Penal Procedure Code (1989) (excerpts)

Penal Procedure Code, of 16 February 1989 (excerpts)

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Article 26

To collect the necessary evidence, Police Officers, whenever necessary, must:
1. Go to the place of the infringement; prepare a full material record, making, when necessary, the
corresponding photographic or audiovisual report; assisted by persons with special competence,
called upon for the purpose; take statements from any person able to supply information; proceed to
the necessary searches with the previous signed consent of the occupant of the premises and always
with the obligation of notifying such occupant beforehand of the right to refuse.
In the case of refusal or absence of the interested party, the police need a formal search warrant from
the magistrate.
The warrant from the magistrate must specify the addresses or premises where the search is to be
made and must give the reasons why the search is to be made.
This warrant will be presented to anyone occupying the place or premises. In the absence of the
occupant the search must be carried out in the presence of a clerk of the court who shall draw up a
minute with a list of all the documents and goods appropriated.
Exceptionally and for reasons of urgency, the search may be made without the presence of the clerk
of the court, with the prior verbal authorisation of the magistrate, who must justify such authorisation
subsequently.
2. Retain all the pieces and objects referring to the infringement, in particular weapons and
instruments which have been used or were intended for its perpetration, and also everything which
seems to have been a product of the infringement or which could constitute evidence. The objects
taken must be sealed and attached to the procedural records, together with a complete inventory.
When, for their volume or other characteristics, the exhibits cannot be attached to the file, the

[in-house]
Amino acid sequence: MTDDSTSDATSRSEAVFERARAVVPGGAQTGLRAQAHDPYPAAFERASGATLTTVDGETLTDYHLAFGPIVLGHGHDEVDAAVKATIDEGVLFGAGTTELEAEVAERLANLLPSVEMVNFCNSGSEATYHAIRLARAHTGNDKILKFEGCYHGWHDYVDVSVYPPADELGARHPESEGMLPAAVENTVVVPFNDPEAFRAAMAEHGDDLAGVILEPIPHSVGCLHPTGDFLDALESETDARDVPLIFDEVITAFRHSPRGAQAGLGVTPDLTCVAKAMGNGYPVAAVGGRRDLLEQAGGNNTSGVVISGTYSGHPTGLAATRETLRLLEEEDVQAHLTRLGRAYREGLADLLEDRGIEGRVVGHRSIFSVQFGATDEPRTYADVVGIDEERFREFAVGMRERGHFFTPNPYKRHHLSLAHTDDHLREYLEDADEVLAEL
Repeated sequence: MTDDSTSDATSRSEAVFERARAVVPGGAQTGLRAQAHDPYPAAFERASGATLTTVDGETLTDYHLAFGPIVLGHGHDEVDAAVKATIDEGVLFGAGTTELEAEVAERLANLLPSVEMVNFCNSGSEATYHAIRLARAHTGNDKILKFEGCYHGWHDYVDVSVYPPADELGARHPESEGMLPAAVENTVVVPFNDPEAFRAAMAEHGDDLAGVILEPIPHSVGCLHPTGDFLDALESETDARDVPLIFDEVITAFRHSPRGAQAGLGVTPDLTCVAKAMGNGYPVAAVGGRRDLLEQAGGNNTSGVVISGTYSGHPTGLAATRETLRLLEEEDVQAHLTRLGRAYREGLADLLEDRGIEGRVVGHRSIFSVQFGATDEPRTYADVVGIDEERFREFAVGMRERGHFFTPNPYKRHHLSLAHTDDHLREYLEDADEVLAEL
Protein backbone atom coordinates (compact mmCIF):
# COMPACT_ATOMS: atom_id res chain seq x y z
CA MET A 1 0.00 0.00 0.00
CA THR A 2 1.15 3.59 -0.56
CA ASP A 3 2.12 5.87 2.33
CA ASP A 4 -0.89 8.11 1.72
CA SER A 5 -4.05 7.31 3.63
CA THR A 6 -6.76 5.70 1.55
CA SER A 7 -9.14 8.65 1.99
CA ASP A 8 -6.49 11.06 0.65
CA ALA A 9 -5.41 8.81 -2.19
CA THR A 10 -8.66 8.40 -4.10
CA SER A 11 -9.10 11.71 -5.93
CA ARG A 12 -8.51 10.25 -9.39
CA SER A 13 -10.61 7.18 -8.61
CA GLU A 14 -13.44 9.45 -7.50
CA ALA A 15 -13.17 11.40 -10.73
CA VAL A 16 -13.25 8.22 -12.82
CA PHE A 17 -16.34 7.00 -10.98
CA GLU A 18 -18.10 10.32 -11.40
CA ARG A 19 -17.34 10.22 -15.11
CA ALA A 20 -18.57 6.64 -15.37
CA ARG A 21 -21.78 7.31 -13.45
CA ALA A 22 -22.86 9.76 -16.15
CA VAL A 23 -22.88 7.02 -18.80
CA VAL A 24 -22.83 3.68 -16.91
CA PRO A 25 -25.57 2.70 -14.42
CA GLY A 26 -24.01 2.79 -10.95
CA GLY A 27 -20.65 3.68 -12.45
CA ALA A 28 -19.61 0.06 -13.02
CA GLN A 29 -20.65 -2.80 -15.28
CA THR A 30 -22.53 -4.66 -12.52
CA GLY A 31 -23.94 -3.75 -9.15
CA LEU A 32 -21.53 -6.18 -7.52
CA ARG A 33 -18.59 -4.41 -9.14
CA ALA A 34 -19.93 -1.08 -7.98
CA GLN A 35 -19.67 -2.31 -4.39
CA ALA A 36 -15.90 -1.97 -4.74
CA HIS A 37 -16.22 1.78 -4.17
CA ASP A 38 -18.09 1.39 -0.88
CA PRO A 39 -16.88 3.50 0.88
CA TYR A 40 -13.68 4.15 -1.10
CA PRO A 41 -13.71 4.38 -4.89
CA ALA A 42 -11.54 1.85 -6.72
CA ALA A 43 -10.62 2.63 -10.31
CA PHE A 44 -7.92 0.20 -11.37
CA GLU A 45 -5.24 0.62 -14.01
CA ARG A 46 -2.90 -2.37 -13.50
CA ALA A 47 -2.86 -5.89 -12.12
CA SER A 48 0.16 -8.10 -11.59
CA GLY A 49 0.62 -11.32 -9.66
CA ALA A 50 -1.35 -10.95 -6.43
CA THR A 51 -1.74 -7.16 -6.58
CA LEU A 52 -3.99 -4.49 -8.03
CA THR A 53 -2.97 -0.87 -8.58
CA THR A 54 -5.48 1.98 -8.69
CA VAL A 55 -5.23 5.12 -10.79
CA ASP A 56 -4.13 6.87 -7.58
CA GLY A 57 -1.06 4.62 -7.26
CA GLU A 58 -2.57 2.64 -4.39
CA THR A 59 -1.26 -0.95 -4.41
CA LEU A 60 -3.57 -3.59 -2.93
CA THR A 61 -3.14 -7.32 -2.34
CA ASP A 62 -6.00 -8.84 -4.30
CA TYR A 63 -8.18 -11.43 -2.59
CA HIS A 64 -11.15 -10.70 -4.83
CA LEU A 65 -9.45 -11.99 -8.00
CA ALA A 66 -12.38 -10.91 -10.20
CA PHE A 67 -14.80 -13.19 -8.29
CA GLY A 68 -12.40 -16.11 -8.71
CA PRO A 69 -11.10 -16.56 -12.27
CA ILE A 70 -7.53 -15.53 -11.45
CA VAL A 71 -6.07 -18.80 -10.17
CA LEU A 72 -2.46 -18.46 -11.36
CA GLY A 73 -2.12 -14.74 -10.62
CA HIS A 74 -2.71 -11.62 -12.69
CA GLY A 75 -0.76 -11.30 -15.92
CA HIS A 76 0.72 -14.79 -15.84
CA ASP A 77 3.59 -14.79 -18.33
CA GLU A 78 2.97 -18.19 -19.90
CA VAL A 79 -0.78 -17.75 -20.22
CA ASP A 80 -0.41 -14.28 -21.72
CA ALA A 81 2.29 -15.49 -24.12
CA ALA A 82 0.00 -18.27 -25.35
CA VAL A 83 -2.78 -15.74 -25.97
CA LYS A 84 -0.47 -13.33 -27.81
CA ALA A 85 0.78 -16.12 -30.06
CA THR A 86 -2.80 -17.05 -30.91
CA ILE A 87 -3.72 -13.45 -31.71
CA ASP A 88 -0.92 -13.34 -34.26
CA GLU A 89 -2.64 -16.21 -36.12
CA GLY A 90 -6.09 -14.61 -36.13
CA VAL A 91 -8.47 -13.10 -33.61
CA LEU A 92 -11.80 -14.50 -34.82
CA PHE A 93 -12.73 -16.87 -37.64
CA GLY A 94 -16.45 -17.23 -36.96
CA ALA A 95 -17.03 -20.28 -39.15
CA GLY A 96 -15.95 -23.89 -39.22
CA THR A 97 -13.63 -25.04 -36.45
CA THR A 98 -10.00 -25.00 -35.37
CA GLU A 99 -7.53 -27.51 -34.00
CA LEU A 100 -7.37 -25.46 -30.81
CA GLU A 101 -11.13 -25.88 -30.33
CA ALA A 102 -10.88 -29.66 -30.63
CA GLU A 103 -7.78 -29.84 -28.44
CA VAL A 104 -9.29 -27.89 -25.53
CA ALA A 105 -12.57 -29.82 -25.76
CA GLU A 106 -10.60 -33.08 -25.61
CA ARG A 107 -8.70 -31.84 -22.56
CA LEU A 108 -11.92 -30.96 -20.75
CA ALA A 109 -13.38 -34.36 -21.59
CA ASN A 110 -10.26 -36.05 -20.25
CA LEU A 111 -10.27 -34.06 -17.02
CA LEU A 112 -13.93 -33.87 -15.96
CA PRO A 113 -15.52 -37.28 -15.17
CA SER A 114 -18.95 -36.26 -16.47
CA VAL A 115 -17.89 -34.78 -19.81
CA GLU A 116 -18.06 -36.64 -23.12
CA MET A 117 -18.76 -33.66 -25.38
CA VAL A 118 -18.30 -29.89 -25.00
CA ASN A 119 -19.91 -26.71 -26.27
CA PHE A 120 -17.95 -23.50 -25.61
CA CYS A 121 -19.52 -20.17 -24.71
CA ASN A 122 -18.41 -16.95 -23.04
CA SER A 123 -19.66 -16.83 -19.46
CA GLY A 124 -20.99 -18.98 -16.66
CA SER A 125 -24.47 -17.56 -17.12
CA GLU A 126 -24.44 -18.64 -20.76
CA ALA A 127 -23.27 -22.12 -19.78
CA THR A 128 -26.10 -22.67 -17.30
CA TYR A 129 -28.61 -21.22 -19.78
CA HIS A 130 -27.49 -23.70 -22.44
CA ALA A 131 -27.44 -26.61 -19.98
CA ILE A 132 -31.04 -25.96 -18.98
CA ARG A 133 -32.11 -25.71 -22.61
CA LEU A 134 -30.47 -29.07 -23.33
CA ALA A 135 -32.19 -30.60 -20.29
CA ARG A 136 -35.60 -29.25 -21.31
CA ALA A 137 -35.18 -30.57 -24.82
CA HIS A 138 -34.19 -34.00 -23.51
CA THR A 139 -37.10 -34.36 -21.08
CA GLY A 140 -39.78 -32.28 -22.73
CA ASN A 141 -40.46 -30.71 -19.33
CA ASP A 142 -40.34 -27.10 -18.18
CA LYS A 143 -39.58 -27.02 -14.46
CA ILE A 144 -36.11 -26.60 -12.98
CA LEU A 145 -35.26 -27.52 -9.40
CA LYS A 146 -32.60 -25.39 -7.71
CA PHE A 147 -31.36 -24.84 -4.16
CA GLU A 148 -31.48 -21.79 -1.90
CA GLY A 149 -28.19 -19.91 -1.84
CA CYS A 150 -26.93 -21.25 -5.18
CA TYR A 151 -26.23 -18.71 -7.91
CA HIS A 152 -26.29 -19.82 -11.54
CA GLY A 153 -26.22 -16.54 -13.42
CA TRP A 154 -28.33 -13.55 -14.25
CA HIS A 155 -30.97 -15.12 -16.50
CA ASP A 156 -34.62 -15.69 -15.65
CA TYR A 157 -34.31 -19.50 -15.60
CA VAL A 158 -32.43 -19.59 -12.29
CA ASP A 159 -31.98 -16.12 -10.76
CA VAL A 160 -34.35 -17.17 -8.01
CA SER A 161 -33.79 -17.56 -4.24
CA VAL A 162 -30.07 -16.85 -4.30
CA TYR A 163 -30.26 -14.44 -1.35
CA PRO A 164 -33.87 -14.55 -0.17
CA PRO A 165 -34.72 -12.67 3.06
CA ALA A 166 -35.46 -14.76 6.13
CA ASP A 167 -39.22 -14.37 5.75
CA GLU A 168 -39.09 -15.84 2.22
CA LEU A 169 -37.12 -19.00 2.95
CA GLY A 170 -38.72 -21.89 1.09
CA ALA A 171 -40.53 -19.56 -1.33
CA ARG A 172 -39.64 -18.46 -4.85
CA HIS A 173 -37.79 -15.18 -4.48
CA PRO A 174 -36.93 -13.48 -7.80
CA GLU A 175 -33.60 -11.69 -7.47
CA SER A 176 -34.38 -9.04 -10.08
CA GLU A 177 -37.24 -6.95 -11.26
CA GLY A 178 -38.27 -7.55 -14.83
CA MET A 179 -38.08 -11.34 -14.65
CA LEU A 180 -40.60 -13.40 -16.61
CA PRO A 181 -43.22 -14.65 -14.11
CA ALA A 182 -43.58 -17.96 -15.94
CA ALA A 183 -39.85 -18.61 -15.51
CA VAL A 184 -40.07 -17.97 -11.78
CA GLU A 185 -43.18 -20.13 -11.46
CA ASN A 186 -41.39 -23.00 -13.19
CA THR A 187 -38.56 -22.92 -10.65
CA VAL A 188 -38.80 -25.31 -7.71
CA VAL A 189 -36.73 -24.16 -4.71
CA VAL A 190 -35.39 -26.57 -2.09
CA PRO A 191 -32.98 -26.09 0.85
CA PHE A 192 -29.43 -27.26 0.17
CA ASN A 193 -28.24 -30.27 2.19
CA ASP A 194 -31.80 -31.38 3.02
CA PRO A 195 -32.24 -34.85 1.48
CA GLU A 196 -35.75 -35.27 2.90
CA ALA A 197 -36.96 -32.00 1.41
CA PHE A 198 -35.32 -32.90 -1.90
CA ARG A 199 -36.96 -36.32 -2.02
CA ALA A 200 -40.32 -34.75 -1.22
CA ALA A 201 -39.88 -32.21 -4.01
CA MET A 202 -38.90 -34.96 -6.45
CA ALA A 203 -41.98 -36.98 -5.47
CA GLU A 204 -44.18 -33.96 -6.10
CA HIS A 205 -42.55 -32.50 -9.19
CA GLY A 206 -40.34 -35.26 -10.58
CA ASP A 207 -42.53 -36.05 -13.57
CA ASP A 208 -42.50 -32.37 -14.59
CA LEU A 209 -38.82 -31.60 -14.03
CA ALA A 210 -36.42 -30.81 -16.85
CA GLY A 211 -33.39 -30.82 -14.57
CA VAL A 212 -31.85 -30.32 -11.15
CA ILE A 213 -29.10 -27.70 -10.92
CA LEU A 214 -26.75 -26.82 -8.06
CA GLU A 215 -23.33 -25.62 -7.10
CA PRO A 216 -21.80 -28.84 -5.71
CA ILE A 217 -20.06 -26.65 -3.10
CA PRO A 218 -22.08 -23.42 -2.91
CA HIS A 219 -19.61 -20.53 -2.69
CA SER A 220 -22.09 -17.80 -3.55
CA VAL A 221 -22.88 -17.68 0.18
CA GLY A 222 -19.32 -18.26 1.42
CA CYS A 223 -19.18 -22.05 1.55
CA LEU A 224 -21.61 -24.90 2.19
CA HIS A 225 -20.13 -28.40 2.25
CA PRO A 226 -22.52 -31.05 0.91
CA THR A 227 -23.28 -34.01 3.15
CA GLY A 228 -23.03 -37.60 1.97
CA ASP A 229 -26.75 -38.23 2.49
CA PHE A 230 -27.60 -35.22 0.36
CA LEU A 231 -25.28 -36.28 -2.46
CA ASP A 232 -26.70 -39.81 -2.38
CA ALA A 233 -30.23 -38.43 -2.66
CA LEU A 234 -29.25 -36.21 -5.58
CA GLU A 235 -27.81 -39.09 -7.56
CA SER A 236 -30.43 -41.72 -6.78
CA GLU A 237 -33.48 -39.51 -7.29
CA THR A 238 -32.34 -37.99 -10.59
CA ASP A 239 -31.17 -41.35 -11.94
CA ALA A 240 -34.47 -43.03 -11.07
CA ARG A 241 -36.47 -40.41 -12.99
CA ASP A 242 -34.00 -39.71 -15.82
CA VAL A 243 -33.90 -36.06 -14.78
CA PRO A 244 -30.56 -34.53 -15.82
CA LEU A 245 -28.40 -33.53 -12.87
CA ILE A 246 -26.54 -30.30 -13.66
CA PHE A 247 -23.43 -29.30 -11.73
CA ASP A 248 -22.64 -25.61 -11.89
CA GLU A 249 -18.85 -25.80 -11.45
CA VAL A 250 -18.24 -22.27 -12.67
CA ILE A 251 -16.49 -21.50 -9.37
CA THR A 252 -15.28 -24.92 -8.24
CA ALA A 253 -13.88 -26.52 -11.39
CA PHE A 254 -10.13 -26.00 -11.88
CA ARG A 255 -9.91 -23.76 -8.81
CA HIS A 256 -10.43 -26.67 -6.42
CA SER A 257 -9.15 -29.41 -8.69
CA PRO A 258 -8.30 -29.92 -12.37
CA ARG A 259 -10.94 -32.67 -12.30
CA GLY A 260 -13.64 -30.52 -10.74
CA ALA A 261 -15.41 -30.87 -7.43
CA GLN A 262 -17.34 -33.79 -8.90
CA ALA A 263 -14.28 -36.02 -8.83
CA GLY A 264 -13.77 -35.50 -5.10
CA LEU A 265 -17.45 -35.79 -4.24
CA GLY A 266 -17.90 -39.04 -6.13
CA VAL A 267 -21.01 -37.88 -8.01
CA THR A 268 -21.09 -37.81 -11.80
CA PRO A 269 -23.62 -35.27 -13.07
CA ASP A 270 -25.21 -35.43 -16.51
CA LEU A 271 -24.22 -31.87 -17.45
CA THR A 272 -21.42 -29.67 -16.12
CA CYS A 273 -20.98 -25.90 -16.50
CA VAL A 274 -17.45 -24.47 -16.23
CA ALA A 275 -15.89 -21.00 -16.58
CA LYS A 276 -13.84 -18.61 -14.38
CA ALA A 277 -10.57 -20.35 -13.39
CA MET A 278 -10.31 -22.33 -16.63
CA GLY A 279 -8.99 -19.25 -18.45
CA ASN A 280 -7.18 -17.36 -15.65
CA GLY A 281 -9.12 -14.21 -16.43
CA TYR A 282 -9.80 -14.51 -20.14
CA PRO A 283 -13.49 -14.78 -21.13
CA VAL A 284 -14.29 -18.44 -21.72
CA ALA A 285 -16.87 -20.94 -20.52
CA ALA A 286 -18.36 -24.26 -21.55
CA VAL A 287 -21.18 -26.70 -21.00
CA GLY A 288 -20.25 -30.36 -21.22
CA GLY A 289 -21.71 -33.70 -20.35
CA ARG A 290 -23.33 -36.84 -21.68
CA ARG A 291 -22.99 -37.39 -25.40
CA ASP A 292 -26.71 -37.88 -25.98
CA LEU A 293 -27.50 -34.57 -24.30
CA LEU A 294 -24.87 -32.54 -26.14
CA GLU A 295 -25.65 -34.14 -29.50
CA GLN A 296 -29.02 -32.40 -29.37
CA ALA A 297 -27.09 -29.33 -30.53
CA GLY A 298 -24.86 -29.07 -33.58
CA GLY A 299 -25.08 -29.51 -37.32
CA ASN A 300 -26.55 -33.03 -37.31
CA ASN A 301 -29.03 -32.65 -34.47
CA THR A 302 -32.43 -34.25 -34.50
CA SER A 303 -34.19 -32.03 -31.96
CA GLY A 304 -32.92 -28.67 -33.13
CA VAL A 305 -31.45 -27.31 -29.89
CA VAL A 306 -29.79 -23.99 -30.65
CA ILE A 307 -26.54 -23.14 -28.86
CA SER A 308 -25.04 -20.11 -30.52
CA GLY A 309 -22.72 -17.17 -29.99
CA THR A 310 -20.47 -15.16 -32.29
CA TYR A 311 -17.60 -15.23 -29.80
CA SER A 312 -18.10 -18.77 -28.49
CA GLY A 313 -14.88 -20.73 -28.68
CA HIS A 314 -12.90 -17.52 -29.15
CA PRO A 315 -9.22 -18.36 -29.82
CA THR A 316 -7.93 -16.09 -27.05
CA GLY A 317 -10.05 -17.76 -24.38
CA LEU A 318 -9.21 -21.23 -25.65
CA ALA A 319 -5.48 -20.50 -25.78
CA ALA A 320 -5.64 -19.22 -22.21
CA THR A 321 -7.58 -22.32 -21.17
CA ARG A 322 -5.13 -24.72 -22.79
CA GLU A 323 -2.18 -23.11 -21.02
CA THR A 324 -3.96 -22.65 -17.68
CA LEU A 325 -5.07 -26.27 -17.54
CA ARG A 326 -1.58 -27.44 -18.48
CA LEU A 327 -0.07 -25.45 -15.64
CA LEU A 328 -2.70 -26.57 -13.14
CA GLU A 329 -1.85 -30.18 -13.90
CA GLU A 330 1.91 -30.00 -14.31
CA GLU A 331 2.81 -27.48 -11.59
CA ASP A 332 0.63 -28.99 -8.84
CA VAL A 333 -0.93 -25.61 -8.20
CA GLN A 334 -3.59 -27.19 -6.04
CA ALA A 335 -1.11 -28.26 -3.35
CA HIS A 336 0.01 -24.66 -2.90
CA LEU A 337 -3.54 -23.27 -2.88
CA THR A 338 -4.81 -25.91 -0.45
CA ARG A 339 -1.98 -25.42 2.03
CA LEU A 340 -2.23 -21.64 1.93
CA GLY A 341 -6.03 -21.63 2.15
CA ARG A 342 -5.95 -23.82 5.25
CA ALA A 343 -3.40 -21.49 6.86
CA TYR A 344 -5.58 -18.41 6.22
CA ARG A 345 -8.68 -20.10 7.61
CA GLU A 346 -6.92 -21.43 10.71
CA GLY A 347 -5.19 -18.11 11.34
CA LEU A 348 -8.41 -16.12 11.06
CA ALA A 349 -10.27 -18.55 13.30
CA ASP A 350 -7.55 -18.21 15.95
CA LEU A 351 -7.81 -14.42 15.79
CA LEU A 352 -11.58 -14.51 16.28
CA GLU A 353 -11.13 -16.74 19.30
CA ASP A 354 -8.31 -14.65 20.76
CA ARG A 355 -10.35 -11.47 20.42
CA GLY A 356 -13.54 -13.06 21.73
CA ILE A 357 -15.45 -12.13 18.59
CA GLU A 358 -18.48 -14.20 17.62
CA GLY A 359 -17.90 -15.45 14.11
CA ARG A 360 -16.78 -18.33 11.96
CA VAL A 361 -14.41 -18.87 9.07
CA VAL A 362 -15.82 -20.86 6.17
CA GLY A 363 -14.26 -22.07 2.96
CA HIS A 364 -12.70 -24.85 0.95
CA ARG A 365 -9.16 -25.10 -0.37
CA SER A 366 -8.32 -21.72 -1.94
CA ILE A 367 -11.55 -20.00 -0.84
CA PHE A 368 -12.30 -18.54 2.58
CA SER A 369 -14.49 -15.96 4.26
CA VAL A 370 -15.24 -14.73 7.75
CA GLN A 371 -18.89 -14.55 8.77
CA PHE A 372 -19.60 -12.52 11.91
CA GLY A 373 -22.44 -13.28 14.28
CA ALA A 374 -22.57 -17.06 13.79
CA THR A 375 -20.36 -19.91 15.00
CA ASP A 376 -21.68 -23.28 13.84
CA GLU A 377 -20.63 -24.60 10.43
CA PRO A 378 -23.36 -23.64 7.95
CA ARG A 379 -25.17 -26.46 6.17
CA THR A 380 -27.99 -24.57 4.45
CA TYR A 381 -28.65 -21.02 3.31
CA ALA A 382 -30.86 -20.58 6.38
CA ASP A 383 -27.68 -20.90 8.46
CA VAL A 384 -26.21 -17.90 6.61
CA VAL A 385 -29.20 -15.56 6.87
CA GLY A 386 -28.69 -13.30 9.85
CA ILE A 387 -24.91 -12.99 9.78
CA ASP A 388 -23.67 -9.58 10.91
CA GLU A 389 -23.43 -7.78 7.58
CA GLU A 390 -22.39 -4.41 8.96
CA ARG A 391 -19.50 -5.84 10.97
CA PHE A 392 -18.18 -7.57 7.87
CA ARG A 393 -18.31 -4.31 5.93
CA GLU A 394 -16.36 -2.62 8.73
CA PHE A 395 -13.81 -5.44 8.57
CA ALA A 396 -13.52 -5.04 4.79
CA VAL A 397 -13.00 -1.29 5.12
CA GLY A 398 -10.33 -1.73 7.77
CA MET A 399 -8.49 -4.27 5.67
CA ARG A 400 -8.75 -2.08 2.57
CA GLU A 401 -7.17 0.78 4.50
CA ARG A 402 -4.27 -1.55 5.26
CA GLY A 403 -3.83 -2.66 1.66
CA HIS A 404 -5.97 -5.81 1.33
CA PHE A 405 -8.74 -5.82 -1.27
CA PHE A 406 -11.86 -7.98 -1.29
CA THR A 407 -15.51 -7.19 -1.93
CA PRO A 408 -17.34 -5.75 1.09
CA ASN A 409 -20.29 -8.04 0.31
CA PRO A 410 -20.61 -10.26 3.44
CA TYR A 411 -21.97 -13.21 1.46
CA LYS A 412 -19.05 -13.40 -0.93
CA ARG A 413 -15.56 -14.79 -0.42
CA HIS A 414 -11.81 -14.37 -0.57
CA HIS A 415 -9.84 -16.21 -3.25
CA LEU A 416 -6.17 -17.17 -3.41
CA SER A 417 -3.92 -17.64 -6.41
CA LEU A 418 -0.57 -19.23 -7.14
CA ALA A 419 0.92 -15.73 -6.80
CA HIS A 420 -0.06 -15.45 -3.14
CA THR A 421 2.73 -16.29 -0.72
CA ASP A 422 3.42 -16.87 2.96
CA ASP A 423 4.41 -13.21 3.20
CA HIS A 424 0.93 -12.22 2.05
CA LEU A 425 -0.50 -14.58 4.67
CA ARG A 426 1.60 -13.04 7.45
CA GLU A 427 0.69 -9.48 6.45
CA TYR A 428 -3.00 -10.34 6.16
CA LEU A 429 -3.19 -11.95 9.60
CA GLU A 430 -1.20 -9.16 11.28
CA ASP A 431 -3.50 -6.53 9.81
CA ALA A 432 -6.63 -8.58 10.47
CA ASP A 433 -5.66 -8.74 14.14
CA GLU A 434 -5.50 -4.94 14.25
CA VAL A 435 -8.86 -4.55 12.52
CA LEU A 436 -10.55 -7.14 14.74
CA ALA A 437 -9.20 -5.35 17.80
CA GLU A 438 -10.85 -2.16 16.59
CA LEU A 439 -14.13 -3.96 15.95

corresponding list must be prepared indicating where each was found and the person who was in
charge, and they must remain at the disposal of the court. The seal on all the exhibits taken can only
be broken by the magistrate or the court. Those goods which are of no interest for the case will be
destined, as soon as possible, as set out in Article 79.

Even in the case that the police have not had sufficient time to examine all the objects retained,
these must be delivered to the magistrate, unless, by the corresponding reasoned court order, the
magistrate authorises the police to examine them during a maximum of ten days, without prejudice
that the taking of expert evidence may subsequently be resolved in accordance with the provisions
in Articles 80 and following of this Code.
3. Enter an address or other premises and examine them when a delinquent being pursued is hiding
or taking refuge there, or is caught in flagrant in committing an offence. If there is a search the
formalities set out in points 1 and 2 above must be met.
4. Intercept telephone, telegraph, postal or other communications, with prior court authorisation,
under the conditions provided in the second section of Article 87.
5. Make the appropriate technical audiovisual recordings.

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Article 87

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2.
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f) No intervention can take place when dealing with a lawyer’s office or home, without the
magistrate having informed the Dean of the Andorran Bar beforehand.

Title six. Legal resolutions and other actions

Chapter I. Court resolutions, orders and judgments

Article 184

The following may not be published without the express authorisation of the court:
a) Hearings or any other procedural action.
b) The internal deliberations of the courts or personal impressions of officials of the judiciary.
In no case may there be comments on the debates, actions and decisions of the courts, except those
of a technical-legal nature. Neither may there be any comment which attacks the standing and
dignity of the courts, their members or the parties, or any other person who has taken part in the
hearing.